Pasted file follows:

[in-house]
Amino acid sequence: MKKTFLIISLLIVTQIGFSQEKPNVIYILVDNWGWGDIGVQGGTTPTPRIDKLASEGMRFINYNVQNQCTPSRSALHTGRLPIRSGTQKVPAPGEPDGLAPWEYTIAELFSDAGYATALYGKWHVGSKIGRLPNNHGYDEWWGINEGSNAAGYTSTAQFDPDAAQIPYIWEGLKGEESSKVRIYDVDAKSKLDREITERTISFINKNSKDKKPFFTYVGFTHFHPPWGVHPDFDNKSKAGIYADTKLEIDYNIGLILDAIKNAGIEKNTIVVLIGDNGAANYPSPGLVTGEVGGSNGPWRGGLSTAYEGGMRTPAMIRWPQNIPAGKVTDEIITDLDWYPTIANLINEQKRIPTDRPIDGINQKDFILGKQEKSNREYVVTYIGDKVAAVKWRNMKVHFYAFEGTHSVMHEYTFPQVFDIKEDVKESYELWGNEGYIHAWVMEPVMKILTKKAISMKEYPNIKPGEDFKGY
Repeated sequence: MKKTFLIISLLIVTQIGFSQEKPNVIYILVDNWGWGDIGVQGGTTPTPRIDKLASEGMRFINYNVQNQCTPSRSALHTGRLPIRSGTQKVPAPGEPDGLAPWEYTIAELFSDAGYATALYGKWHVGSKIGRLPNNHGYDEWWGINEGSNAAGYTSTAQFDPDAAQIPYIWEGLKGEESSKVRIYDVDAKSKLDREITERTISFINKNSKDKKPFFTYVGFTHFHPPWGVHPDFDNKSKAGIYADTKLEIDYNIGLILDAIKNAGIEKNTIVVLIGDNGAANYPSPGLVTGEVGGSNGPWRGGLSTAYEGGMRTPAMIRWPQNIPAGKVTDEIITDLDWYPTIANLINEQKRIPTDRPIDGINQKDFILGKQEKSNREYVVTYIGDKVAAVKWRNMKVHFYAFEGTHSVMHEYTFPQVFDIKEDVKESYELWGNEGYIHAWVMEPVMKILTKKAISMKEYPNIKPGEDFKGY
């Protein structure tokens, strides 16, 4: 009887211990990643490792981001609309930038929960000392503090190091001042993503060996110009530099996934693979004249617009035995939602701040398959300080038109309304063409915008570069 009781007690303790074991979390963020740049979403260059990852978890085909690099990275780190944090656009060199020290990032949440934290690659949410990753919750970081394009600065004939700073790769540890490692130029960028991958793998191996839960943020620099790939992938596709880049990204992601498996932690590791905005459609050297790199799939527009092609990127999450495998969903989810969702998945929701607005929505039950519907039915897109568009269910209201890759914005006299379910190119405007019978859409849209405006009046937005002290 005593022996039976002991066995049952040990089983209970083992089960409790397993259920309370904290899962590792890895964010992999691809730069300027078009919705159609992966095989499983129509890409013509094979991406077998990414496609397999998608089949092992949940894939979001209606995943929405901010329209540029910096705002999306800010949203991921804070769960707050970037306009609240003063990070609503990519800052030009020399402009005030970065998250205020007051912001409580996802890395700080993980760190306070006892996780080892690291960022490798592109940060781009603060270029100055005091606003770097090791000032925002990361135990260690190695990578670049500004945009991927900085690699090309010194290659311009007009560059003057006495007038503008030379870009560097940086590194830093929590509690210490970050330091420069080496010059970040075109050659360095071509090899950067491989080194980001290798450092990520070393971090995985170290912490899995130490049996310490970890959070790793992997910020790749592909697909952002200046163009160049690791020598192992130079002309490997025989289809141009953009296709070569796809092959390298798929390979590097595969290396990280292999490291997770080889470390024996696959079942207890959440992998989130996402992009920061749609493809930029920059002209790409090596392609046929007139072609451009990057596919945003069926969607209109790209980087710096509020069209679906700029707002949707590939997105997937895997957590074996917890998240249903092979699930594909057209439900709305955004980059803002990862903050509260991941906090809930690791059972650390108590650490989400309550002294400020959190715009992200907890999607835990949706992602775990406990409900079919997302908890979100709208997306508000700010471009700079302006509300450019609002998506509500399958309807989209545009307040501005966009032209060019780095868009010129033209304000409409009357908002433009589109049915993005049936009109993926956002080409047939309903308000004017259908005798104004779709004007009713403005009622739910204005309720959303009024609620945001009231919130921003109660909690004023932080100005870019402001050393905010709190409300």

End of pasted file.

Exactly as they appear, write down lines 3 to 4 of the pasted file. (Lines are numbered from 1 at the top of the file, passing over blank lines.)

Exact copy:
Repeated sequence: MKKTFLIISLLIVTQIGFSQEKPNVIYILVDNWGWGDIGVQGGTTPTPRIDKLASEGMRFINYNVQNQCTPSRSALHTGRLPIRSGTQKVPAPGEPDGLAPWEYTIAELFSDAGYATALYGKWHVGSKIGRLPNNHGYDEWWGINEGSNAAGYTSTAQFDPDAAQIPYIWEGLKGEESSKVRIYDVDAKSKLDREITERTISFINKNSKDKKPFFTYVGFTHFHPPWGVHPDFDNKSKAGIYADTKLEIDYNIGLILDAIKNAGIEKNTIVVLIGDNGAANYPSPGLVTGEVGGSNGPWRGGLSTAYEGGMRTPAMIRWPQNIPAGKVTDEIITDLDWYPTIANLINEQKRIPTDRPIDGINQKDFILGKQEKSNREYVVTYIGDKVAAVKWRNMKVHFYAFEGTHSVMHEYTFPQVFDIKEDVKESYELWGNEGYIHAWVMEPVMKILTKKAISMKEYPNIKPGEDFKGY
């Protein structure tokens, strides 16, 4: 009887211990990643490792981001609309930038929960000392503090190091001042993503060996110009530099996934693979004249617009035995939602701040398959300080038109309304063409915008570069 009781007690303790074991979390963020740049979403260059990852978890085909690099990275780190944090656009060199020290990032949440934290690659949410990753919750970081394009600065004939700073790769540890490692130029960028991958793998191996839960943020620099790939992938596709880049990204992601498996932690590791905005459609050297790199799939527009092609990127999450495998969903989810969702998945929701607005929505039950519907039915897109568009269910209201890759914005006299379910190119405007019978859409849209405006009046937005002290 005593022996039976002991066995049952040990089983209970083992089960409790397993259920309370904290899962590792890895964010992999691809730069300027078009919705159609992966095989499983129509890409013509094979991406077998990414496609397999998608089949092992949940894939979001209606995943929405901010329209540029910096705002999306800010949203991921804070769960707050970037306009609240003063990070609503990519800052030009020399402009005030970065998250205020007051912001409580996802890395700080993980760190306070006892996780080892690291960022490798592109940060781009603060270029100055005091606003770097090791000032925002990361135990260690190695990578670049500004945009991927900085690699090309010194290659311009007009560059003057006495007038503008030379870009560097940086590194830093929590509690210490970050330091420069080496010059970040075109050659360095071509090899950067491989080194980001290798450092990520070393971090995985170290912490899995130490049996310490970890959070790793992997910020790749592909697909952002200046163009160049690791020598192992130079002309490997025989289809141009953009296709070569796809092959390298798929390979590097595969290396990280292999490291997770080889470390024996696959079942207890959440992998989130996402992009920061749609493809930029920059002209790409090596392609046929007139072609451009990057596919945003069926969607209109790209980087710096509020069209679906700029707002949707590939997105997937895997957590074996917890998240249903092979699930594909057209439900709305955004980059803002990862903050509260991941906090809930690791059972650390108590650490989400309550002294400020959190715009992200907890999607835990949706992602775990406990409900079919997302908890979100709208997306508000700010471009700079302006509300450019609002998506509500399958309807989209545009307040501005966009032209060019780095868009010129033209304000409409009357908002433009589109049915993005049936009109993926956002080409047939309903308000004017259908005798104004779709004007009713403005009622739910204005309720959303009024609620945001009231919130921003109660909690004023932080100005870019402001050393905010709190409300």